A BC Supreme Court judge has ordered a reporter to reveal the source of information for a story about former Liberal MP Blair Wilson.
Justice Paul Williamson ordered Province reporter Elaine O’Connor to name the person who gave her a copy of an anonymous report alleging Wilson, then MP for West Vancouver-Sunshine Coast-Sea to Sky Country, had violated the Elections Act by not declaring campaign expenses correctly. The allegations were also sent anonymously to Elections Canada and a political blogger, who published the three-page letter on his website.
The allegations were part of a Province story published in October 2007 that also included allegations by Wilson’s father-in-law, William Lougheed, that Wilson and his wife owed him millions of dollars.
After the article was published, Wilson was forced to resign from the Liberal caucus. He ran in the next federal election as a Green Party candidate and lost. Elections Canada investigated the allegations, determined Wilson had made only minor errors in reporting and did not charge him for any offences.
Wilson sued the Province for defamation. He also named Judi Tyabji Wilson, a former Liberal MLA and party executive, her company, Tugboat Enterprises Ltd., Liberal Mark Marissen and blogger, Steve Janke.
The ruling, released on December 31, was part of pre-trial proceedings during which Wilson demanded to know the name of the anonymous source of the Elections Canada letter, identified only as a “citizen in the riding.”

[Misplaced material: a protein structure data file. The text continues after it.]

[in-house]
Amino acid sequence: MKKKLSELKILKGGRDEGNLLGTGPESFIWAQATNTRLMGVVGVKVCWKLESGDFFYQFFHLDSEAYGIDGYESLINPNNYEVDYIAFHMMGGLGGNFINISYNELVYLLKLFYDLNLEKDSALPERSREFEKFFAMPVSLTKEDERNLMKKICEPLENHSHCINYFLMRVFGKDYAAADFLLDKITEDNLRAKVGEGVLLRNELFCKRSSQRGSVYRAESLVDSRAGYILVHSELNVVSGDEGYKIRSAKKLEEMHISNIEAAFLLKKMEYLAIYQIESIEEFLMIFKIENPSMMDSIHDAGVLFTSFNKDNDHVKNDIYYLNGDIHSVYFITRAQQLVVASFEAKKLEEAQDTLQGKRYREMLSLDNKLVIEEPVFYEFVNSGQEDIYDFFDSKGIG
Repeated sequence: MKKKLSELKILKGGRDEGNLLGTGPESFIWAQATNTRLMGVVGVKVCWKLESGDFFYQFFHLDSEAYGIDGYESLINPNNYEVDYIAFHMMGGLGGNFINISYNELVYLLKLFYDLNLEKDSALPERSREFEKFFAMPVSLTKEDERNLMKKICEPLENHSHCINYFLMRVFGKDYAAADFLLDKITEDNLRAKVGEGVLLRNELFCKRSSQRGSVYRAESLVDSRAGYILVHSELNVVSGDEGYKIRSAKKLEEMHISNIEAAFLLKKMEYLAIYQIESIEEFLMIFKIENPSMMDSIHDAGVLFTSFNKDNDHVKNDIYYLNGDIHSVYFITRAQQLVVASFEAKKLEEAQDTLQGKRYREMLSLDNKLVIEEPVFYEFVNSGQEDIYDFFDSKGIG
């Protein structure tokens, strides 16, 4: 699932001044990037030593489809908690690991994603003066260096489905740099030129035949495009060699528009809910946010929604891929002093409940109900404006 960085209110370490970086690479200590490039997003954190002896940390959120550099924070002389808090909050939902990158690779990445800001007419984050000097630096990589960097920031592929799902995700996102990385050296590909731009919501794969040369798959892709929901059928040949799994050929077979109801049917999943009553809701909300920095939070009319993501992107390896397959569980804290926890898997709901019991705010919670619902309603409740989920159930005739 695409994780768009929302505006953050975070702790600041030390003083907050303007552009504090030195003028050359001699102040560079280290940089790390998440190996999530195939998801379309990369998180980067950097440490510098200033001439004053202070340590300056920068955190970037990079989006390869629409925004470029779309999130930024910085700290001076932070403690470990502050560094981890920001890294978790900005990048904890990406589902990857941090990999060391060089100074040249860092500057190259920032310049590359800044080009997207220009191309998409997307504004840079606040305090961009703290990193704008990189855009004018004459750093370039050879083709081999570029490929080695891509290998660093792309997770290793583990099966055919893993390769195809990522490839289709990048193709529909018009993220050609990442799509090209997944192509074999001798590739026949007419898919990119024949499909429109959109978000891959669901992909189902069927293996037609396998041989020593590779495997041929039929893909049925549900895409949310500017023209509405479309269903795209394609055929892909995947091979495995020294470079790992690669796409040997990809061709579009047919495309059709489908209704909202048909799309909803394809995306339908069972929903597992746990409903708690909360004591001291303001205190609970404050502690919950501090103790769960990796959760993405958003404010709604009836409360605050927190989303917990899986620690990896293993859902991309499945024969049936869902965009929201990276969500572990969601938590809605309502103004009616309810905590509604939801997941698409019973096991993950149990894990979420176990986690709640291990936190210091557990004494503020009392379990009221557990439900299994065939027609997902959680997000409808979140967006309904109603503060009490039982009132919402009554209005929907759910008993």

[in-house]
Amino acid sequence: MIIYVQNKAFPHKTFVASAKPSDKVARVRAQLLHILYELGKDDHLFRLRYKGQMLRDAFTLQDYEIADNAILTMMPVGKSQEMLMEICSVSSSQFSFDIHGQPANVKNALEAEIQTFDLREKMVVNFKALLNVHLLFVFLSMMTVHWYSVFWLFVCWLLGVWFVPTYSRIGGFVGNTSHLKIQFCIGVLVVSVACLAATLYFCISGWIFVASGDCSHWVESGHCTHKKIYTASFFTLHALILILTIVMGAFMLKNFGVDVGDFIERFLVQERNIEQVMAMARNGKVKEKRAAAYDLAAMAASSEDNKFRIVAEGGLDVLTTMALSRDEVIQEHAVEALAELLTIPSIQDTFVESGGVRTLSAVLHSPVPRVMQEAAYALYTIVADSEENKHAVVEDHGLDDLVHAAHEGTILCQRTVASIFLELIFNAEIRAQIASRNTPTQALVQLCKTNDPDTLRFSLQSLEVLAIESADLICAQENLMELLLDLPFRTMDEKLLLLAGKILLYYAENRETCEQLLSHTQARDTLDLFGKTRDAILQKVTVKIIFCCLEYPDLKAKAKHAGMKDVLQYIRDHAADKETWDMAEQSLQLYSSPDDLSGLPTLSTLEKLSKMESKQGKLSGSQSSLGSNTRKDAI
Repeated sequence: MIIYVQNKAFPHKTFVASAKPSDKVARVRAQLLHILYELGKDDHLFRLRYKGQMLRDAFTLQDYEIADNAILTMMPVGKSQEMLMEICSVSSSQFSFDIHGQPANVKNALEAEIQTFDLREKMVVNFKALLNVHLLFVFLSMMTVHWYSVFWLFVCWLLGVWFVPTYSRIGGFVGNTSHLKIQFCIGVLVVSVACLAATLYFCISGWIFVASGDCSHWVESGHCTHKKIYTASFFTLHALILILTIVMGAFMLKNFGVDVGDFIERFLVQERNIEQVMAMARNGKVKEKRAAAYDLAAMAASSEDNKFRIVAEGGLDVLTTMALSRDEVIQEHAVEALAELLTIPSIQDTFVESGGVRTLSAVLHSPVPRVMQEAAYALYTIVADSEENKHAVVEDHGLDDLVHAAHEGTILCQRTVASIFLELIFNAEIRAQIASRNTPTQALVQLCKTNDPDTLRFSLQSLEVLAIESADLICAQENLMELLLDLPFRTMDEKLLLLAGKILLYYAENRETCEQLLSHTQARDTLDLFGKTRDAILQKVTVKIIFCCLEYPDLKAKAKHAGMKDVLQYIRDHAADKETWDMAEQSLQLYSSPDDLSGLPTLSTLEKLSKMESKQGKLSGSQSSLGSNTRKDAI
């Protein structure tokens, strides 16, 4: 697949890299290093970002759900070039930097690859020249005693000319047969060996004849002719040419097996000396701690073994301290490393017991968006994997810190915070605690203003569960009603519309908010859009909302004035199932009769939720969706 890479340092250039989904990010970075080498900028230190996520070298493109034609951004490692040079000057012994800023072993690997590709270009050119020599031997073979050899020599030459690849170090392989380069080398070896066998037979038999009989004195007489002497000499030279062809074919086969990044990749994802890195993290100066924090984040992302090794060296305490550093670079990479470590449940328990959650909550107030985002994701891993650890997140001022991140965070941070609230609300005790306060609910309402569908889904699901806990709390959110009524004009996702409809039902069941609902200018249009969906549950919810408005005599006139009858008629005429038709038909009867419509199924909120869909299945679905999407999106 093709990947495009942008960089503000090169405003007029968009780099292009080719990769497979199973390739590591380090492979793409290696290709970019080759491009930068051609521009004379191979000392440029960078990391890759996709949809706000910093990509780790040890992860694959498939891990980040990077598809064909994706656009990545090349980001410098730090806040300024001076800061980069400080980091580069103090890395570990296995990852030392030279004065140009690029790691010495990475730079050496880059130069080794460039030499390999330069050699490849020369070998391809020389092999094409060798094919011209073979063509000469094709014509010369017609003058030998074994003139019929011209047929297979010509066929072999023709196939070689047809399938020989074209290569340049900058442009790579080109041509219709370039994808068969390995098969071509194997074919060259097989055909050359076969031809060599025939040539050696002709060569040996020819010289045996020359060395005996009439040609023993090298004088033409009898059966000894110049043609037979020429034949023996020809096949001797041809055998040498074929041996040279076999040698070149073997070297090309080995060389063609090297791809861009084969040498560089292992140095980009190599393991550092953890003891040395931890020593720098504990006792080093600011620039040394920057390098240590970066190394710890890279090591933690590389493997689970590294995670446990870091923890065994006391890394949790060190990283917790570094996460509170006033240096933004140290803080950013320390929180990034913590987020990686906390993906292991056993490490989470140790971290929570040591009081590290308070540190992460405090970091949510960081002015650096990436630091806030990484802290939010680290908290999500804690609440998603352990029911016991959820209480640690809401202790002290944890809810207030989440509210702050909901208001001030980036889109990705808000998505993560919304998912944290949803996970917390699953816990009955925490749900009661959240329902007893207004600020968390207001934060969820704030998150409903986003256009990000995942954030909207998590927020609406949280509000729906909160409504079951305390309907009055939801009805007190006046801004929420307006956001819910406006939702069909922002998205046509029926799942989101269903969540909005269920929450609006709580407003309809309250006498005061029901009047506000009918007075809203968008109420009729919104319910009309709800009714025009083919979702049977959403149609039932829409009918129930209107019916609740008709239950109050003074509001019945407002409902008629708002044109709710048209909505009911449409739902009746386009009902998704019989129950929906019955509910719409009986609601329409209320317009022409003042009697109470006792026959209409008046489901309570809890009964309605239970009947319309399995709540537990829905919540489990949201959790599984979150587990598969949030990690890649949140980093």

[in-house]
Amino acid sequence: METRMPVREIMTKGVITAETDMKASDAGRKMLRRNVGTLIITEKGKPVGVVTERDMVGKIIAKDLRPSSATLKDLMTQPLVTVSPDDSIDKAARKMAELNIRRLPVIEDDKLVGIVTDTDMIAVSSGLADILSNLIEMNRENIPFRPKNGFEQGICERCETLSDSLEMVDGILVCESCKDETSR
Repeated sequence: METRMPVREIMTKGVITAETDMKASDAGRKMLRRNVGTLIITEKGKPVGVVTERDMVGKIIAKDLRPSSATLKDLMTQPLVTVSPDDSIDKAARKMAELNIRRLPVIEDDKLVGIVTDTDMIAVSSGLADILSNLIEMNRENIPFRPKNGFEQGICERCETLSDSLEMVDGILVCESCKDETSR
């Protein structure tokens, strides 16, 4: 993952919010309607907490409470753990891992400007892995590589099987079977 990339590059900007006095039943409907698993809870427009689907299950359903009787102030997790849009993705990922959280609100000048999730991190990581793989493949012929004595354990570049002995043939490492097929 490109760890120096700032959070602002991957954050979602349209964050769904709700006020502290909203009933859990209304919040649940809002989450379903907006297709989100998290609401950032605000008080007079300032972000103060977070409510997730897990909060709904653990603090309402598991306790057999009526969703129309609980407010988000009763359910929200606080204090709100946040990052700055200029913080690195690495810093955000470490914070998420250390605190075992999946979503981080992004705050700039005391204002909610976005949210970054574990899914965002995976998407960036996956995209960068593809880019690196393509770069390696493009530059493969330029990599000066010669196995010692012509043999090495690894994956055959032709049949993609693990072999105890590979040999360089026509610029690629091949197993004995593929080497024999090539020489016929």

O’Connor refused to name the source, saying she had received the information after promising confidentiality.
Williamson found the identity of the source to be crucial to the defamation case because it would address the question of whether the person who provided the report did so because it was in the public interest or whether they were motivated by personal or political malice toward Wilson.
“Is the source a person who felt compelled by his or her civic responsibility to disclose inappropriate activity or wrongdoing in the political system, or is that source involved in a malicious intra-family squabble and promulgating information for purposes related to personal gain and/or vindictiveness?” Williamson wrote.
“If the source is a participant in a scheme to favour the interests of one side in an acrimonious family dispute, or is a participant in a politically motivated scheme to damage and discredit an elected politician, then the public interest in fostering the proper administration of justice outweighs the public interest in protecting a journalist’s anonymous source.”
Wilson’s wife, Kelly, has been involved in a series of legal battles with her stepfather, Lougheed.
The Province has said it will appeal the ruling.
A decision involving Wilson’s wife and her stepfather was also released the same day. BC Supreme Court Justice Sandra Ballance awarded Kelly a $5.5 million settlement from her late mother’s estate, varying the will of Norma Lougheed.